The problem was that they were all in the transportation business, but they didn’t see it that way. The people purchasing sailboats didn’t care about sailboats. They cared about getting people and merchandise from point A to point B as quickly and economically as possible. Over time, motor boats did a much better job. Eventually, airplanes did a better job for carrying people and the transportation of people via motorboats business also died. Today’s cruise liners are in the entertainment business, not transportation.

There are, of course, numerous other examples. CDs to tapes, MP3s to CDs, DVDs to VHS, but for now, let’s get back to Seagate, hard drives and flash. So is the Hard Drive market slowly going to transition to the Flash market? The answer is no. The storage market will remain the storage market.

People in need of storing information digitally will store it wherever is most convenient, fast and economical. Sound familiar? Do you really care about hard drives or do you just want to store your files? If the web or Google could store your files as conveniently, fast and economically as a hard drive, that’s where you’d store your files. But before we get to web storage, Flash will beat Hard Drives. Hopefully Flash memory makers will not make the mistake of thinking they are in the Flash business. Eventually something like DNA-based storage (or something entirely different) will beat out flash. Anybody in the flash business will go out of business, but the storage business will continue to thrive and expand.

What Business Are You In?

If you are a Software Engineer, don’t call yourself a C# developer or a Java developer. That’s the equivalent of Seagate being in the hard drive business. What happens when nobody needs a Java or a C# developer anymore? If you think that can’t happen, just look at all the Cobol and Ada developers today. How many do you know?

The same applies to your business. It’s time to think long and hard about the business your company is in. At Axosoft, when I released OnTime V1.0, it was a bug tracking application. Most competing companies who create a bug tracking tool see themselves in the bug tracking business. Some venture to say it’s a project management tool. I’ve always viewed OnTime as a tool to help software teams ship software on-time and not as a bug tracking application.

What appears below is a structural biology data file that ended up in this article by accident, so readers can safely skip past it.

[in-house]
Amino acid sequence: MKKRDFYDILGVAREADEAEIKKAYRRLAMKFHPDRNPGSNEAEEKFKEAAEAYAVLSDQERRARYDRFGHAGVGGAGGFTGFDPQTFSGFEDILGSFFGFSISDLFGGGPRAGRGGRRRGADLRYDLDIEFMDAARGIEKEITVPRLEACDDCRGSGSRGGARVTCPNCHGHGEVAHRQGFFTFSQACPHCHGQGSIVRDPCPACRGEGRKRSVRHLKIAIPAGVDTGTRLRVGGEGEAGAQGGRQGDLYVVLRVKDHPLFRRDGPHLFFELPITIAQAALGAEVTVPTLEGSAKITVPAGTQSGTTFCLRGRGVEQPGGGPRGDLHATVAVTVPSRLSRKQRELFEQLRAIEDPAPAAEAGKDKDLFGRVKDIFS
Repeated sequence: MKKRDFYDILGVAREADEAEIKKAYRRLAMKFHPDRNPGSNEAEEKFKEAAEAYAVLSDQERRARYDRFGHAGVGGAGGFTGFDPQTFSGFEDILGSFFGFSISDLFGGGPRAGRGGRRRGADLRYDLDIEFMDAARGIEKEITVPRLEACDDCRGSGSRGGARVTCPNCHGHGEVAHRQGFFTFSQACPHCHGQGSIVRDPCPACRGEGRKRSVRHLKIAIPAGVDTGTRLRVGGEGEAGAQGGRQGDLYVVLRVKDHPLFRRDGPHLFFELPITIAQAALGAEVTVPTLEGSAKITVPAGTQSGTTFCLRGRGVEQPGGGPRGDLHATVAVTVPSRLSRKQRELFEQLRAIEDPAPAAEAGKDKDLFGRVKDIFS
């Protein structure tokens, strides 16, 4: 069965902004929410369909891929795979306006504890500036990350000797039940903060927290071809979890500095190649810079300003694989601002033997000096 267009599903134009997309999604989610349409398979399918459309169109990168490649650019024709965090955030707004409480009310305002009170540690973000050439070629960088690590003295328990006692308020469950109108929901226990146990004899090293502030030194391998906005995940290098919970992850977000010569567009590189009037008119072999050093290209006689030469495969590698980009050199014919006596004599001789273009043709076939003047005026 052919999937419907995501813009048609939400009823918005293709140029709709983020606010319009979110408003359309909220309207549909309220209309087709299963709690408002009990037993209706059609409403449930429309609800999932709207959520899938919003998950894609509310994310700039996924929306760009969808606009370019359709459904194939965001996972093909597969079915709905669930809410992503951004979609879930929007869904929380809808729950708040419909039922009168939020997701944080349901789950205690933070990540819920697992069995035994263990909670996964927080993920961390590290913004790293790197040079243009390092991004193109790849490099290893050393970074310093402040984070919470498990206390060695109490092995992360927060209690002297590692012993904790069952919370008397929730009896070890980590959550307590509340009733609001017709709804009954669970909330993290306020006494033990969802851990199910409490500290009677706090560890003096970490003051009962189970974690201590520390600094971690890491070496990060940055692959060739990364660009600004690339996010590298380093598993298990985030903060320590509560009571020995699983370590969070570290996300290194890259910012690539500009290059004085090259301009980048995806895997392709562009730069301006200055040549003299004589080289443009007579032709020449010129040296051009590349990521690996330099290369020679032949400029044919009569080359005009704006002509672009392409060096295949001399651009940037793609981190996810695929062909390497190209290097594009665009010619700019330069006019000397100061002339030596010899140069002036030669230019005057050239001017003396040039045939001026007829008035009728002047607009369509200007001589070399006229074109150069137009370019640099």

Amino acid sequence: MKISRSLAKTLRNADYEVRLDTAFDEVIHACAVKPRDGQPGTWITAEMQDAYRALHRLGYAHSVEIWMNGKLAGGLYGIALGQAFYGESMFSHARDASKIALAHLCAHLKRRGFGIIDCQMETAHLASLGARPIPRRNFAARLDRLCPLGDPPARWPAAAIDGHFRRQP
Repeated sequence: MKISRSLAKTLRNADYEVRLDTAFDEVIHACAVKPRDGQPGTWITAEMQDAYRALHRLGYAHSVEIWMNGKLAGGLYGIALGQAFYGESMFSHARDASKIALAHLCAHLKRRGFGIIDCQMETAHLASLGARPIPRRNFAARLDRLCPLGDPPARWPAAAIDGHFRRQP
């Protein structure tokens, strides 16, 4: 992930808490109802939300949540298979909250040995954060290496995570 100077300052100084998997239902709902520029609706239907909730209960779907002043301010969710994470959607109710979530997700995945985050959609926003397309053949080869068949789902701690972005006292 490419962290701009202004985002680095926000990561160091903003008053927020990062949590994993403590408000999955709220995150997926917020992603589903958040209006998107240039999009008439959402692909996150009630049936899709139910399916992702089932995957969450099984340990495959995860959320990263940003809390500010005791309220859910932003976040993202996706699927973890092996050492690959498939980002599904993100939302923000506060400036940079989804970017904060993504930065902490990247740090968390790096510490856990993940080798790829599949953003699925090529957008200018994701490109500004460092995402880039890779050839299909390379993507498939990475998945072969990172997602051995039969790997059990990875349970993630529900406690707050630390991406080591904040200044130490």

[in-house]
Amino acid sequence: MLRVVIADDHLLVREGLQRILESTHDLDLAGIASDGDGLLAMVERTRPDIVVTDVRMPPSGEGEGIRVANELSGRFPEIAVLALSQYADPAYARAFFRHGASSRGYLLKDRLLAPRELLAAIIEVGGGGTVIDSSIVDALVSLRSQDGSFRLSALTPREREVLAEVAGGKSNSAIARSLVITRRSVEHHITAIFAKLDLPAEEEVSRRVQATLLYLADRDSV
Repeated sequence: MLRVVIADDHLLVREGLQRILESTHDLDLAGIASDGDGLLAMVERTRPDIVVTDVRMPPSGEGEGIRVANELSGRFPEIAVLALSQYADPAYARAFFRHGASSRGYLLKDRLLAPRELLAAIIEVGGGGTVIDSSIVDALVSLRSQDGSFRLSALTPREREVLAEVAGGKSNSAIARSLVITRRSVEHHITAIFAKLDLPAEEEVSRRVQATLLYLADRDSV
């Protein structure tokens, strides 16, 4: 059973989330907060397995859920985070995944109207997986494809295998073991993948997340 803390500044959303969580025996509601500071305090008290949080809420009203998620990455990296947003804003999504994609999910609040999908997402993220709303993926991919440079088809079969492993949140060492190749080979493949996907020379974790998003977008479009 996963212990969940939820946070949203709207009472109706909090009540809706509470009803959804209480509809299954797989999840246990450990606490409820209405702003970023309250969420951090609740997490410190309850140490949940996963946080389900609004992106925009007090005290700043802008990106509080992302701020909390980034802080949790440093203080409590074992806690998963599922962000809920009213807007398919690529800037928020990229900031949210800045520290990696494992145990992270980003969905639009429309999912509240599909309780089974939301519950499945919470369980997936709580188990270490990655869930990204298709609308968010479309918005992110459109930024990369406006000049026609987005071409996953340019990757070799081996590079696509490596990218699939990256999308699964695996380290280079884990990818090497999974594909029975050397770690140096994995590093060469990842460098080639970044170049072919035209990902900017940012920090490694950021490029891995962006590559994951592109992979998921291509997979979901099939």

That view has lead us to build requirements management, help desk and now wiki inside the same product. It’s now obvious that OnTime is not just a bug tracking tool, or just a project management tool, but a tool that helps software teams ship great software. The focus is on driving the team to ship.

When trying to determine the business you are in, think of the problem you are solving rather than the way in which you are solving it. If you make MP3 players, you’re in the portable entertainment business. MP3 just happens to be a short-term technology that delivers digital music in an efficient way, but eventually, there will be a better way to deliver portable entertainment and everybody who is in the MP3 business will die. People will always continue to need a solution to their portable entertainment problem. Nobody has an MP3 player problem.

To create great software and to continue thriving, it’s important to know your business. To be alive 10 years from now, Seagate needs to continue being in the storage business and not the hard drive business. It’s crucial to know the difference.